lifting might be potential causes of miscarriage and fetal injury. In line with this, the United Automobile
Workers, which represents many of the Johnson employees, sought to overturn the U. S. Court of Appeals
deci-sion that judged Johnson’s policy to be “ reasonably neces-sary to the industrial safety- based
concern of protecting the unborn child from lead exposure.” The union contends, to the contrary, that
the policy discriminates against women, jeop-ardizing their hard- won gains in male- dominated
industries. Many women’s advocates see the issue in slightly different terms. They believe policies like
that of Johnson Controls chal-lenge a woman’s right not only to control her fetus but to control her
unfertilized eggs as well. In addition, such policies infringe on privacy: By taking a job at Johnson, a
woman was in effect telling the world that she was sterile. And there is also the fun-damental question of
who knows what is best for a woman. After bearing two children, Cheryl Chalifoux had a doctor block her
fallopian tubes so that she couldn’t become preg-nant again. Although career advancement wasn’t the
reason she made her decision, it did enable her to switch from a fac-tory job paying $ 6.34 an hour to
one at Johnson’s Bennington plant paying $ 15 an hour. Still, she says that the policy was unfair and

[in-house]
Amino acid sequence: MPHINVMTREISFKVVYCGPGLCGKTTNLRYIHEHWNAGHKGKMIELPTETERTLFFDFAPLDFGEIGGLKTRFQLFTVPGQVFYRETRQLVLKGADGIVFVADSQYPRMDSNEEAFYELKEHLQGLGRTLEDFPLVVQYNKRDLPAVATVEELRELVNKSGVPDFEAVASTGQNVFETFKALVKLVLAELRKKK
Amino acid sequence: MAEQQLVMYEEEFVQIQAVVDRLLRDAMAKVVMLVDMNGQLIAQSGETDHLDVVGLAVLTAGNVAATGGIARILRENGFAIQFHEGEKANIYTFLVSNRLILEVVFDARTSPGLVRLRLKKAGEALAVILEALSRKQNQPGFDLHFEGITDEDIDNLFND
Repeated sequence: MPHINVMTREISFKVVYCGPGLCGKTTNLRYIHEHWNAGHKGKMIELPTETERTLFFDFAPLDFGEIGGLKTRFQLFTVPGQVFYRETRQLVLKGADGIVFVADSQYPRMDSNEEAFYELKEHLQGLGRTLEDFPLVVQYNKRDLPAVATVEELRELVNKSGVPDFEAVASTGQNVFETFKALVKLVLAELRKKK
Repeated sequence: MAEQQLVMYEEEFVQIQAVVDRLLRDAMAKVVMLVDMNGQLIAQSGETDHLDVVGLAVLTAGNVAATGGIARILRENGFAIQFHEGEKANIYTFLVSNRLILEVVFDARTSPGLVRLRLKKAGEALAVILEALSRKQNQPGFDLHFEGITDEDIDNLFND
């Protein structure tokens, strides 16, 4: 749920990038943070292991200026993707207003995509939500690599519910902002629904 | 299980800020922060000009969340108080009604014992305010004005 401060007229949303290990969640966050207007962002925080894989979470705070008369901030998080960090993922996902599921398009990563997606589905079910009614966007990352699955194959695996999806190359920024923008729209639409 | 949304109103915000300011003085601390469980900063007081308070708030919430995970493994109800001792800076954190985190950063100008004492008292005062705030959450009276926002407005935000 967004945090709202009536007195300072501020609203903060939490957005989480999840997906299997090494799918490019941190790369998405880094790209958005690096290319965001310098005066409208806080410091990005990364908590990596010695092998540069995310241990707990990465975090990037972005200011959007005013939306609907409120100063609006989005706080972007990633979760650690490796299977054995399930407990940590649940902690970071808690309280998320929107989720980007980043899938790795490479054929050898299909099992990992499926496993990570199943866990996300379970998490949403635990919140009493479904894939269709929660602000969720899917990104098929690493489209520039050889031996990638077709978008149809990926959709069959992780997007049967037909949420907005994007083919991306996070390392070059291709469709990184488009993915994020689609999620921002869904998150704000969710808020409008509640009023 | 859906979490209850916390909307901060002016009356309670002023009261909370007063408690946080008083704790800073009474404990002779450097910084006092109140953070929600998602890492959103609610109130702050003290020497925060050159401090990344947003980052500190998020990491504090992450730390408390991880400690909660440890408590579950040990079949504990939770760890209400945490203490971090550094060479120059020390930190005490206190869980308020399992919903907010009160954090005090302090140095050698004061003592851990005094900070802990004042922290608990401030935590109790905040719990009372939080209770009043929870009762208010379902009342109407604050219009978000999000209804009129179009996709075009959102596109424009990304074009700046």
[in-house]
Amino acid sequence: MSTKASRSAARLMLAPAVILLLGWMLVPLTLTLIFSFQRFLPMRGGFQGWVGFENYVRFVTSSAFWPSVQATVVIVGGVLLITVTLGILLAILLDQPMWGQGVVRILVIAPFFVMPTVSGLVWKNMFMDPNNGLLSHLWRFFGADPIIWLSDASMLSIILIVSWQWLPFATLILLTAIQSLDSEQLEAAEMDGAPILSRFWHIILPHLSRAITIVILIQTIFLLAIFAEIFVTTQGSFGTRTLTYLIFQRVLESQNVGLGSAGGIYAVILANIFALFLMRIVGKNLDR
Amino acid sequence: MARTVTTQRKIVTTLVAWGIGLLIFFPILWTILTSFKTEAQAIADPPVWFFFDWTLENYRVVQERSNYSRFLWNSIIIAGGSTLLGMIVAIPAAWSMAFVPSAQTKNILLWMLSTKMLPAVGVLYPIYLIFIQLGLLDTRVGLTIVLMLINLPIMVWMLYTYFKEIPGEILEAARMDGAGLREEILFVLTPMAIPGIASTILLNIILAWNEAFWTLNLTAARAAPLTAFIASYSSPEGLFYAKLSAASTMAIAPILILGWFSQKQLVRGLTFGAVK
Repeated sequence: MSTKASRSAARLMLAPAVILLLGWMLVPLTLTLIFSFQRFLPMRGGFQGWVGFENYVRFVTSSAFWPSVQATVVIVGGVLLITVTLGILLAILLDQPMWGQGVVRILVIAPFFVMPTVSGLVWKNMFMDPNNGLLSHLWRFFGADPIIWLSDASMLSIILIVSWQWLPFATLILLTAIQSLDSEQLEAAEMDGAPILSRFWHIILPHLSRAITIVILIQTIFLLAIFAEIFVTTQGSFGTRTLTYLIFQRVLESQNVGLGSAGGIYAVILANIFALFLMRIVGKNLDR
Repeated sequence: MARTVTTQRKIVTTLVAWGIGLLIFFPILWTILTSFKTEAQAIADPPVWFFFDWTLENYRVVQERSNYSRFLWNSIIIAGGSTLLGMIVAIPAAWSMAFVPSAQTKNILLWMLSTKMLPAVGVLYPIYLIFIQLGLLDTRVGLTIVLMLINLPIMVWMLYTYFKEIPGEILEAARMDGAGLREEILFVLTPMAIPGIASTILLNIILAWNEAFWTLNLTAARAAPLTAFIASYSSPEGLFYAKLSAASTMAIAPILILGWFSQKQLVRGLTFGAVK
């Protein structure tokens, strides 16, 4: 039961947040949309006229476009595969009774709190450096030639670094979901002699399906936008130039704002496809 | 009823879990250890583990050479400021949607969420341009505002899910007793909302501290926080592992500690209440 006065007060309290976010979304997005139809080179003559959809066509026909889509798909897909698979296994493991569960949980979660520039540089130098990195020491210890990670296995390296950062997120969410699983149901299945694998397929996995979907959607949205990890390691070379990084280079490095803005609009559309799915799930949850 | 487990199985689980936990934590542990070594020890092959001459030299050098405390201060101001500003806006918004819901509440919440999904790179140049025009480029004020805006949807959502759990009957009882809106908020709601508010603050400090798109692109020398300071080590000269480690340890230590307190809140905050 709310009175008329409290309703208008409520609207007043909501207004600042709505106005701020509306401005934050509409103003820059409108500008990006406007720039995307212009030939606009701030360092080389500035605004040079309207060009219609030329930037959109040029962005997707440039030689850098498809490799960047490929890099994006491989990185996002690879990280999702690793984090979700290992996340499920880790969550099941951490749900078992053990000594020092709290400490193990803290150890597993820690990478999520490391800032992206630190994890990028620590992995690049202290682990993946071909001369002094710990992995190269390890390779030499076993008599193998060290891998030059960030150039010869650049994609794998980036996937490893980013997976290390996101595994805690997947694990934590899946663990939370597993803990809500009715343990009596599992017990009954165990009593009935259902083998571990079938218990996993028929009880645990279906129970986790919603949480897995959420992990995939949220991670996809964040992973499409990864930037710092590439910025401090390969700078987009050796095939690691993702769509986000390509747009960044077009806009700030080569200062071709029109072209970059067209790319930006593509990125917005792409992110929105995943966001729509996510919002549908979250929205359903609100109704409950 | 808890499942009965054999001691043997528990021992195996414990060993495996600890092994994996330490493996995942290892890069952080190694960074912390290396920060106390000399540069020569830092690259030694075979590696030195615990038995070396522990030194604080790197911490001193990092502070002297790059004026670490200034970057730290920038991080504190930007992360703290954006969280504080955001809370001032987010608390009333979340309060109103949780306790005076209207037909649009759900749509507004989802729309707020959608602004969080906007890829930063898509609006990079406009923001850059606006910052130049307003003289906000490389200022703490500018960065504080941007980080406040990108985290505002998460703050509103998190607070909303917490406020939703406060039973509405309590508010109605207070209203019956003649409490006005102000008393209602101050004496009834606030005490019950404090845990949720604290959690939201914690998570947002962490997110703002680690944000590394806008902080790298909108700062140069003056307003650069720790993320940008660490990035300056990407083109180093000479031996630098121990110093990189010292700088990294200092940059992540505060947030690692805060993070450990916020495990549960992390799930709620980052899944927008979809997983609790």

degrading. “ It’s your body,” she complains. “ They’re implying they’re doing it for your own good.”
Cheryl Cook, also a mother of two who had surgery for the same reason, joined Chalifoux in leaving the
other company to work for Johnson Controls. She says, “ I work right in the lead. I make the oxide. But
you should choose for yourself. Myself, I wouldn’t go in there if I could get pregnant. But they don’t
trust you.” Isabelle Katz Pizler, director of women’s rights at the American Civil Liberties Union, agrees. “
Since time immemo-rial,” she says, “ the excuse for keeping women in their place has been because of
their role in producing the next genera-tion. The attitude of Johnson Controls is: ‘ We know better than
you. We can’t allow women to make this decision. We have to make it for them.’” And the ACLU has
argued in court that “ since no activity is risk- free, deference to an employer’s analysis of fetal risk
could limit women’s participation in nearly every area of economic life.” To this the company responded
that it has a moral obliga-tion to the parties that cannot participate in the woman’s decisions— namely,
the unfertilized ovum and the fetus. In addition, the company has an obligation to stockholders, who
would bear the brunt of lawsuits brought by employees’ children born with retardation, nervous system
disorders, or other ailments that lead can cause. Joseph A. Kinney, executive director of the National
Safe Workplace Institute in Chicago, sides with Johnson Controls, but only because he believes that
letting women assume the burden of their safety undermines OSHA’s responsibility to mandate
workplace safety rules. “ The discrimination side of the issue needs to be resolved,” Kinney says. “ But
the ideal thing is to regulate lead out of the workplace and any other toxin that poses fetal damage.”
However, the U. S. Supreme Court ruled unanimously that the fetal protection policy at Johnson Controls
violated the Civil Rights Act of 1964, which prohibits sex discrimination in employment. 120 Pointing to